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Afghanistan Struggles to Educate its Youth

Afghanistan Struggles to Educate its Youthi
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Sharon Behn
August 01, 2012
Afghanistan is trying to unify the country through a new national educational curriculum. But a lack of security, books, trained teachers and schools is making it very challenging. Sharon Behn reports from Kabul on the difficulties faced by Afghan students.
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Sharon Behn
KABUL — Afghanistan is trying to unify the country through a new national educational curriculum. But a lack of security, books, trained teachers and schools is making it very challenging. 

Modern education is a challenge in Afghanistan. Educators are struggling with the aftermath of decades of war and differing political ideologies.
 
Education Ministry spokesman Amanullah Iman says it has taken 10 years to design and begin to implement a new curriculum. And a lot of challenges remain.

"The first problem is insecurity in southern provinces, 500 schools are closed there, and around 300,000 students are not going to school because they don't have access," he said. "The second priority is our professional teachers, because half of our teachers don't have proper professional training, and that is an important issue."
 
Iman says the ministry also has been rewriting the country's Islamic educational texts. In the past the Taliban, educated in Pakistan, had influenced the religious material.
 
"One of the big challenges has been Islamic studies, because many students studied in neighboring countries and when studying Islamic studies there they were against Afghanistan," he said. "So we have designed a new curriculum with our teachers and our Islamic scholars and in our national languages, we have focused more on love of country, and we hope to publish and introduce it soon."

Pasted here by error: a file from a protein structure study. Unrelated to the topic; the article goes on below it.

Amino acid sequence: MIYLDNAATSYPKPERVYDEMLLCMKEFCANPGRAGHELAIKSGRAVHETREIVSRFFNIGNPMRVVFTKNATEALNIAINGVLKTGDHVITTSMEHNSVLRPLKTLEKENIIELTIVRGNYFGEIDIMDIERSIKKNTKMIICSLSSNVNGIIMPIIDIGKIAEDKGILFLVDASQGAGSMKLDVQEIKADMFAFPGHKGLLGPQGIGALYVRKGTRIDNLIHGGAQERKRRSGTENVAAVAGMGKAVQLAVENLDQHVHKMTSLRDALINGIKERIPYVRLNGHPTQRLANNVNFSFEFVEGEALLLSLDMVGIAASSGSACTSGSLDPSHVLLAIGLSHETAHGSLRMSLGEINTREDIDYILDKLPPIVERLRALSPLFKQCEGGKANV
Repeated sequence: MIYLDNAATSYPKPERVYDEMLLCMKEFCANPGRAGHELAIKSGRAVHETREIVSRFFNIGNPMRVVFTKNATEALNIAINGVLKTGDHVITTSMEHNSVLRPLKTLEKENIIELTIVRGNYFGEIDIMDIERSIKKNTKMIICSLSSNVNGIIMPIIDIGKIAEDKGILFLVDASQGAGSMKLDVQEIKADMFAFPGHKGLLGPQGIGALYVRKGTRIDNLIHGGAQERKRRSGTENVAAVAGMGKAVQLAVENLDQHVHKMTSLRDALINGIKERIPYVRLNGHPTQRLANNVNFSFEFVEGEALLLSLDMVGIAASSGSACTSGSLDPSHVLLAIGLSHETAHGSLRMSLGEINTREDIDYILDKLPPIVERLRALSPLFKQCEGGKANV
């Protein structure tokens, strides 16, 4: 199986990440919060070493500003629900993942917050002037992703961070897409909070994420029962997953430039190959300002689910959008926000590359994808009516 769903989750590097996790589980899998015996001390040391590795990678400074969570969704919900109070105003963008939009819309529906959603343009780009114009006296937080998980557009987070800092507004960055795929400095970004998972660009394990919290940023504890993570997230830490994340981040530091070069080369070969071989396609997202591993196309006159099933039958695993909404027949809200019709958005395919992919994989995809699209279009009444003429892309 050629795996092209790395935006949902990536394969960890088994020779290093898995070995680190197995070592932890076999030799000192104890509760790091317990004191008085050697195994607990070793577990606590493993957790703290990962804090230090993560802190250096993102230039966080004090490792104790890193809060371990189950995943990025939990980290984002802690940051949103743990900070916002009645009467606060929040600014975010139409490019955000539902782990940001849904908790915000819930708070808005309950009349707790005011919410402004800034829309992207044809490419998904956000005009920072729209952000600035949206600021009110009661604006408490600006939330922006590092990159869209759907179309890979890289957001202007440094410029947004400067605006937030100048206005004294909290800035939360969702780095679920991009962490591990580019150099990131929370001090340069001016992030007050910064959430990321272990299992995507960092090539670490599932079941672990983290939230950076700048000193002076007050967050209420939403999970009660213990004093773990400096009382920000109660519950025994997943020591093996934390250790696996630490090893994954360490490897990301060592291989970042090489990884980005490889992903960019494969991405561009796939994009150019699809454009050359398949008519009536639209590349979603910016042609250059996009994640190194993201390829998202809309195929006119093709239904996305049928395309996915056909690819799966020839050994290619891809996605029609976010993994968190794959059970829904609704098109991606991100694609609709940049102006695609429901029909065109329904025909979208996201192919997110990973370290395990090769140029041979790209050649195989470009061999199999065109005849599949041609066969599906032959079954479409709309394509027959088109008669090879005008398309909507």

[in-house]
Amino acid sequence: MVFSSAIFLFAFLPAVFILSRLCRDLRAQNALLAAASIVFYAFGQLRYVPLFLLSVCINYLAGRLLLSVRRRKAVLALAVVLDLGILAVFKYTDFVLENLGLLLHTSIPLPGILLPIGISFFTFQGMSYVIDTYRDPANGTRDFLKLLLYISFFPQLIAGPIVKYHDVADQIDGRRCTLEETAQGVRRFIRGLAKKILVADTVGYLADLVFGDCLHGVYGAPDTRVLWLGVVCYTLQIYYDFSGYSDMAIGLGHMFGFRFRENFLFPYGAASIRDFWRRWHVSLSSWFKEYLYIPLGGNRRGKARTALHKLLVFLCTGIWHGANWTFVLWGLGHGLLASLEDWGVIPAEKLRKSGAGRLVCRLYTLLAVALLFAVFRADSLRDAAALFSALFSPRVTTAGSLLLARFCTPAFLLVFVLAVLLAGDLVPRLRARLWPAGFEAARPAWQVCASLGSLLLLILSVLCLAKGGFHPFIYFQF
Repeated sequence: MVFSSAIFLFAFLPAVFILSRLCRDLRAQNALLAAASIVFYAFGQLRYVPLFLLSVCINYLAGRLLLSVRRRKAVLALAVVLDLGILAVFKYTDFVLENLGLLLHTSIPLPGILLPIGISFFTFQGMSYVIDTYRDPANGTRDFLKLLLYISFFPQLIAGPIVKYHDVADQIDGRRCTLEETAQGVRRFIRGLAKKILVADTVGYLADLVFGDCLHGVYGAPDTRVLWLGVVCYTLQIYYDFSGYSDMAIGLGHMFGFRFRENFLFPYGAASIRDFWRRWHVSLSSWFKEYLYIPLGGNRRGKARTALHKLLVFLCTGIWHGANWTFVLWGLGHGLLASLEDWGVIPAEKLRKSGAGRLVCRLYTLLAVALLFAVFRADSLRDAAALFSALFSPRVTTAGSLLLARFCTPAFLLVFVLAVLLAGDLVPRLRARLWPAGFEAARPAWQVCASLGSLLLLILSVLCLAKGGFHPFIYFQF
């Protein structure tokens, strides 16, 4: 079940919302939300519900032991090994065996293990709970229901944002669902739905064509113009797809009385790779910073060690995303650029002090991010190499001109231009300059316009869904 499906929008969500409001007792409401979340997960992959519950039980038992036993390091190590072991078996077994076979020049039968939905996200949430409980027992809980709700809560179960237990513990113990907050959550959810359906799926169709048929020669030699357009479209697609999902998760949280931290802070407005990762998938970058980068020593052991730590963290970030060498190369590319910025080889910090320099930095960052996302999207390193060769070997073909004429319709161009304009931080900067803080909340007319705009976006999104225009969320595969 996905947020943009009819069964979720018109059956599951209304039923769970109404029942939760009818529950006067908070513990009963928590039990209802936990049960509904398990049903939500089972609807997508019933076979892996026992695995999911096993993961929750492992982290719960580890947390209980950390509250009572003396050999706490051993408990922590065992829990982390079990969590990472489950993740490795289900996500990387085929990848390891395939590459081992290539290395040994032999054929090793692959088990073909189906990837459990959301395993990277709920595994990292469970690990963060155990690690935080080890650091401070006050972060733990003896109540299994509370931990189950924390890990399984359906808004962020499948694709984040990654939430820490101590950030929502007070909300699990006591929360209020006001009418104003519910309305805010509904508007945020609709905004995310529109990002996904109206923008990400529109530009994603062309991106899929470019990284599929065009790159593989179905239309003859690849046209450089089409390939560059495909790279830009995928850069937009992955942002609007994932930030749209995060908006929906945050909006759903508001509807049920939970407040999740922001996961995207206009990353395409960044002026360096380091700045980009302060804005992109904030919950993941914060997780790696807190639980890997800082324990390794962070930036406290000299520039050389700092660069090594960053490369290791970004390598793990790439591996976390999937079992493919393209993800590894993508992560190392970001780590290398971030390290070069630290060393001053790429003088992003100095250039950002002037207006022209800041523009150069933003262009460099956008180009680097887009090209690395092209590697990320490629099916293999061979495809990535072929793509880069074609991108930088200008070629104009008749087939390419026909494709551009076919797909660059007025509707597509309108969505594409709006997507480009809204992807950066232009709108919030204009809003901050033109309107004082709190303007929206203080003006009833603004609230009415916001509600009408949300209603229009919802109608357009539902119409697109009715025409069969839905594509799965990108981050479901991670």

Roughly 4.5 million books have yet to be published, due to a lack of money. Another five million books of the general curriculum are stuck on NATO supply trucks that were frozen in Pakistan for the last eight months.
 
Three million students around the country still don't have access to schools. And out of 16,000 schools, 7,000 are held outdoors or in tents because there are not enough buildings.
 
The Taliban continues to destroy schools in the south, and targets girls trying to get an education.
 
Arzu Omid of the group Women for Change says it is essential that girls get to school.

"If we want to bring about change in our lives, especially in the life of Afghan women, we need education," she said.   
 
In Kabul, university students say the educational system is out of date and broken.
 
University student Hamid Aman says classes are crowded, and teachers unprepared.
 
"In schools these days you will see 70 to 80 students in a class, and the teacher can't teach that many students well," he said. "So, first you need to change the class size, then the teachers. In rural areas there are students graduating from high school who can't even read or write properly. Then those graduates are teaching the middle school children, so the students aren't learning anything."
 
The Taliban has fought against the new books, which focus on gender equality and globalization.
 
Ahmad Khalid Fahim of the Swedish Committee for Afghanistan says the new curriculum is key to a modern Afghanistan.
 
"A national curriculum that defines the Afghan identity, but of course in a global perspective," he said. "To tell it in short sentences: to produce a local Afghan with a global outlook."
 
Afghanistan's leaders know it is the children who must be able to fulfill their country's expectations.

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by: Ali from: dc
August 01, 2012 10:46 PM
I believe a regional panel of neighboring countries should develop history books.This will develop harmony and understanding in the region.It is good for peace.

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